“Nothing was your own except the few cubic centimeters inside your skull.” That’s Winston, from 1984, explaining that there’s no hiding from the Thought Police. Reading the line on my Kindle recently, I got a similar sense that I wasn’t alone. On Amazon’s e-reader, the sentence bears a faint underline with the notation “14,721 highlighters.” It’s a feature known as “popular highlights” that makes reading a party—and me a wet blanket.
I never planned on being a Kindle reader. I love print books the way a squatter loves a foreclosed mansion. Vandalizing their factory-cut pages with a series of dog ears and tea stains, new books were as much a tactile experience as a literary one for me. But I move a lot and have the vision of a mole. So—in an act of radical acceptance that I’m not getting Lasik or a real bookshelf anytime soon—I picked up Amazon’s e-reader. Now reading feels more like living in a casino, someplace where a chance to part with your money is always just a click away.
I’ll admit, many of the device’s interactive features are unobtrusive and even delightful. Kindle’s one-tap dictionary deciphers Mary Shelley’s “yon” and “treble” and clears up the distinction between “whence” and “thence.” Its Wikipedia integration is equally handy for classics, offering, for instance, quick context about Renaissance literature and the rule of King Robert the Wise. But “popular highlights” are a scourge. In a library book, pen marks in the margins are the price of sharing. On my e-reader, these grubby virtual thumbprints are a constant reminder that I don’t own my book, just a digital license.
Worse yet, these highlights are terrible. They emphasize titular lines like “it’s a sin to kill a mockingbird” (10,430 highlighters) and “When you play the game of thrones, you win or you die” (6,407 highlighters). They call attention to basic plot points, like the announcement that Nicolas Flamel created the Sorcerer’s Stone (from the chapter titled “Nicolas Flamel” in Harry Potter and the Sorcerer’s Stone). And when they’re not underlining the obvious, they act as an in-text peanut gallery, wo0o0o0o-ing at saucy passages and ahhhhh-ing at the big lines. Thanks, fellow Kindle readers, I never would’ve remembered “One Ring to rule them all” without your hard work.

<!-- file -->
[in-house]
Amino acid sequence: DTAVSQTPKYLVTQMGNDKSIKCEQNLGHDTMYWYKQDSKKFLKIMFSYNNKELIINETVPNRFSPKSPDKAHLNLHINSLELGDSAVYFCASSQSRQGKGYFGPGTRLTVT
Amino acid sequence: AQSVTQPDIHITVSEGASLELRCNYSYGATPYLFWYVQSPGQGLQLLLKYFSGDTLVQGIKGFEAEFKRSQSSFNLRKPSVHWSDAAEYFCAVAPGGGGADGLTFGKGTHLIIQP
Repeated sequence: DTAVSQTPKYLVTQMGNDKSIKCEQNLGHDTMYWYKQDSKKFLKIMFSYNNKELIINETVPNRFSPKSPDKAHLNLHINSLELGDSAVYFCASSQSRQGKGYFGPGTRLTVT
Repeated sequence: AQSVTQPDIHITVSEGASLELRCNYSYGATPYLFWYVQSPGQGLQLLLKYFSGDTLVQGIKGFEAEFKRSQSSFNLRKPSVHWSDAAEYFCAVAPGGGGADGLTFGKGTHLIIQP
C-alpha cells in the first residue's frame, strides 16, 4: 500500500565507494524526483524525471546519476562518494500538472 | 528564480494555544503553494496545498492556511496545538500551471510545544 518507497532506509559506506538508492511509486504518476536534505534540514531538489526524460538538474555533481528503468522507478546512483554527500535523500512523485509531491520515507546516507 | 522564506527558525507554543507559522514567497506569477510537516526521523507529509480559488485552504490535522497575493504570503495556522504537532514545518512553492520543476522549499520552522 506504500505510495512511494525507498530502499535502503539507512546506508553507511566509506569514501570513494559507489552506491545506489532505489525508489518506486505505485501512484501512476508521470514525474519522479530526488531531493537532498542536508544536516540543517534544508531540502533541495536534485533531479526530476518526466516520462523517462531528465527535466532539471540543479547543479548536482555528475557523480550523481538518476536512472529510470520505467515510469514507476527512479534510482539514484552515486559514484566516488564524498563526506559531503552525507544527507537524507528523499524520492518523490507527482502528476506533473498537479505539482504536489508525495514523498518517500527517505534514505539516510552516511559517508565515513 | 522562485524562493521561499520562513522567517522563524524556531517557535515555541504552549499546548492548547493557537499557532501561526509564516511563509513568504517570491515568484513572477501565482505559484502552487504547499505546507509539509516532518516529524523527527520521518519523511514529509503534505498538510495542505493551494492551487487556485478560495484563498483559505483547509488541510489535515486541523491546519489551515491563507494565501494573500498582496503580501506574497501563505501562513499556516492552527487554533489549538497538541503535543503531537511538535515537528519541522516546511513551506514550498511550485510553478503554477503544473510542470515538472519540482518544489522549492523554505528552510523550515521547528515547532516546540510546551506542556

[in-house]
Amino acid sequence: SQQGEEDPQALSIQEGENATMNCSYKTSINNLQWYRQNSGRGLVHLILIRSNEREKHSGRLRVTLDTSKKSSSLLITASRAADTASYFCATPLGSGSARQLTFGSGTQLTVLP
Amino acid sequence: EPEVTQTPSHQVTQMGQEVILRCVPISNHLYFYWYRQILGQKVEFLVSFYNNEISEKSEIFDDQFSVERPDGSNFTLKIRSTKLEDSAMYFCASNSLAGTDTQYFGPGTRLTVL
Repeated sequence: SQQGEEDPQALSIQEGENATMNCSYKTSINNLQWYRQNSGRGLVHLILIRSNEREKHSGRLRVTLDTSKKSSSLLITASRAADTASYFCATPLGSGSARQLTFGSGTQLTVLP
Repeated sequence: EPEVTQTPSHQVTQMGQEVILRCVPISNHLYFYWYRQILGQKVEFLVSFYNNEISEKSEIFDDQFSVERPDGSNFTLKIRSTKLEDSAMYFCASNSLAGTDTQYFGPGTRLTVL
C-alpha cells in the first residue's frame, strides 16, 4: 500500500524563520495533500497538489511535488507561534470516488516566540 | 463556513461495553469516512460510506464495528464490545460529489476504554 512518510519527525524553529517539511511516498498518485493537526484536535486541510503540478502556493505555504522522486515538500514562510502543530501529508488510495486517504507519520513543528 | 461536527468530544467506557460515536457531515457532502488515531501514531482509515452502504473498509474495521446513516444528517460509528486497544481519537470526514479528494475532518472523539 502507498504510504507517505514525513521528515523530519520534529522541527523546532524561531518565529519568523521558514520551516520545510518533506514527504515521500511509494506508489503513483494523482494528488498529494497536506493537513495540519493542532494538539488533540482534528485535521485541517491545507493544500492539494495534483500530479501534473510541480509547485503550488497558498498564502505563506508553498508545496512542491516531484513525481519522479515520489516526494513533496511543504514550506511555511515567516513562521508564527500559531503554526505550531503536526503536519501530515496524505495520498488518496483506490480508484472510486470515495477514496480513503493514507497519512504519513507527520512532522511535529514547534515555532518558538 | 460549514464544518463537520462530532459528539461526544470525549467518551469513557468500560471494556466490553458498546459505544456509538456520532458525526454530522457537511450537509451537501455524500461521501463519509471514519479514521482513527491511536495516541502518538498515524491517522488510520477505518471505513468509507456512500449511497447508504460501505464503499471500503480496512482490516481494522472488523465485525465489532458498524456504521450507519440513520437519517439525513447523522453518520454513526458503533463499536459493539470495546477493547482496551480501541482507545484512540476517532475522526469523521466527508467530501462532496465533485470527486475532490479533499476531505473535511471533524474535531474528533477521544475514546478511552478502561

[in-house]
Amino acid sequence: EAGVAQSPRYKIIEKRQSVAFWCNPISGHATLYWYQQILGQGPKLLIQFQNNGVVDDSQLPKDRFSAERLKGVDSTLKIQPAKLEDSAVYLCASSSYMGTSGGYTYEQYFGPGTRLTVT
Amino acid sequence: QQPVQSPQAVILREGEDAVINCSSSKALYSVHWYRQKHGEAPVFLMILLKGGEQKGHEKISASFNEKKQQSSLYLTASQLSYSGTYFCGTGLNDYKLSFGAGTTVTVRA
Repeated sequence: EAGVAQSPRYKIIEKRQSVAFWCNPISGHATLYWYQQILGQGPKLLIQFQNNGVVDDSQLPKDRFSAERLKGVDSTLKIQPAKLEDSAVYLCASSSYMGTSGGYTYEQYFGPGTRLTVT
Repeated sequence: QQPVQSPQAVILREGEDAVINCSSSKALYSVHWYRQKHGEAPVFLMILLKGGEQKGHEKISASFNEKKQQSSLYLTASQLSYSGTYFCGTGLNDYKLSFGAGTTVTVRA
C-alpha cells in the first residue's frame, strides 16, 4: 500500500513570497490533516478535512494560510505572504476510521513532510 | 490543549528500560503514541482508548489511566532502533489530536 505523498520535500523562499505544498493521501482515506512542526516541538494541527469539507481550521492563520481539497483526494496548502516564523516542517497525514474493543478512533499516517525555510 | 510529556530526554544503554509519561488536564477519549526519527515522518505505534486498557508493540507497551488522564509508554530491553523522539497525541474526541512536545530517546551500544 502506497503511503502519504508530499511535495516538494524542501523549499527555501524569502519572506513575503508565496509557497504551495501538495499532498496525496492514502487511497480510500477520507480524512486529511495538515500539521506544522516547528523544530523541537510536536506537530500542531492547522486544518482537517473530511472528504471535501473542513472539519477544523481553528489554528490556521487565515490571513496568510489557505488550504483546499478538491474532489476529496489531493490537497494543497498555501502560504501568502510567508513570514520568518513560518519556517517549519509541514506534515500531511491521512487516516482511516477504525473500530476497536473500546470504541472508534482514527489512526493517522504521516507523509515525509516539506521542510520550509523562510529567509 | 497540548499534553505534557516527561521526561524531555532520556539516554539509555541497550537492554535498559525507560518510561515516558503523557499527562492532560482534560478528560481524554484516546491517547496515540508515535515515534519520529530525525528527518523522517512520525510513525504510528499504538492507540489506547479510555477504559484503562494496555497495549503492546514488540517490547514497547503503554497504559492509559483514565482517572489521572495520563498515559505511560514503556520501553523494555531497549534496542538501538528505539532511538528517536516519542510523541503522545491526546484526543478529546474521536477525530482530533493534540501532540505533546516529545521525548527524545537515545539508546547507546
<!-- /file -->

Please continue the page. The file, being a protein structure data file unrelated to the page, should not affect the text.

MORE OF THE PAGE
I’m not alone in my annoyance. One Redditor compared “popular highlights” to kids trespassing on your lawn. Another thought it was worse than that:
What I don’t want is for me to be relaxing on my lawn, reading a book, and for some young whippersnapper to wind down their window as they drive past and shout “this is a good bit”, “in the following chapter the protagonist describes their childhood” or “keep an eye on the butler”.
Even at Gizmodo, I’m not the only one who’s noticed. “I often feel like I come across a highlighted passage or sentence in Kindle that feels like it might be important only because it’s highlighted,” said Reporter Catie Keck. “But a few times I’ve circled back and the highlight goes nowhere. Useless!”
Senior Consumer Tech Editor Alex Cranz agreed. “I read a lot of gay books and the gayest passages are always highlighted,” she observed. “It’s usually like, She looked at her. She looked back.”
Thankfully, it’s not too hard to toggle this feature off—and, admittedly, it’s even kinda fun to hear the collective shriek of readers who have woken up to discover that Gregor Samsa is a BUG!!! But the entire experience has me questioning my reading practices in a way I never have before. Are everyone else’s books filled with vigorously underlined author names and big circles around the chapter titles? Am I, in fact, the one who is totally weird?